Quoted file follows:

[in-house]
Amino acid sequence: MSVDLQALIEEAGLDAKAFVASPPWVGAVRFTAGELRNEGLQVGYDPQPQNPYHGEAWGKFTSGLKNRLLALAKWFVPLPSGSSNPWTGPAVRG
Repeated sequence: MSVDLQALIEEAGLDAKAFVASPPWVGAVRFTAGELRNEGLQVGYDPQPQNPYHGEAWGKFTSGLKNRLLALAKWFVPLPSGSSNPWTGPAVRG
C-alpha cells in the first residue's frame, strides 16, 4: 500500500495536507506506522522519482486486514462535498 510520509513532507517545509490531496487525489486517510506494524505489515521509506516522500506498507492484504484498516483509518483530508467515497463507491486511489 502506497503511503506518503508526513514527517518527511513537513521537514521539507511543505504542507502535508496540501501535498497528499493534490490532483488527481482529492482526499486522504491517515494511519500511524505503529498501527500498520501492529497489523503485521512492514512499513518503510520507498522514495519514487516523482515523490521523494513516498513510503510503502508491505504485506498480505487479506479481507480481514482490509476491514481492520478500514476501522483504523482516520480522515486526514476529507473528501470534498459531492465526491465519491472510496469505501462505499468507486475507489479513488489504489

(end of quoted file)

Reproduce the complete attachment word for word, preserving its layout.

[in-house]
Amino acid sequence: MSVDLQALIEEAGLDAKAFVASPPWVGAVRFTAGELRNEGLQVGYDPQPQNPYHGEAWGKFTSGLKNRLLALAKWFVPLPSGSSNPWTGPAVRG
Repeated sequence: MSVDLQALIEEAGLDAKAFVASPPWVGAVRFTAGELRNEGLQVGYDPQPQNPYHGEAWGKFTSGLKNRLLALAKWFVPLPSGSSNPWTGPAVRG
C-alpha cells in the first residue's frame, strides 16, 4: 500500500495536507506506522522519482486486514462535498 510520509513532507517545509490531496487525489486517510506494524505489515521509506516522500506498507492484504484498516483509518483530508467515497463507491486511489 502506497503511503506518503508526513514527517518527511513537513521537514521539507511543505504542507502535508496540501501535498497528499493534490490532483488527481482529492482526499486522504491517515494511519500511524505503529498501527500498520501492529497489523503485521512492514512499513518503510520507498522514495519514487516523482515523490521523494513516498513510503510503502508491505504485506498480505487479506479481507480481514482490509476491514481492520478500514476501522483504523482516520480522515486526514476529507473528501470534498459531492465526491465519491472510496469505501462505499468507486475507489479513488489504489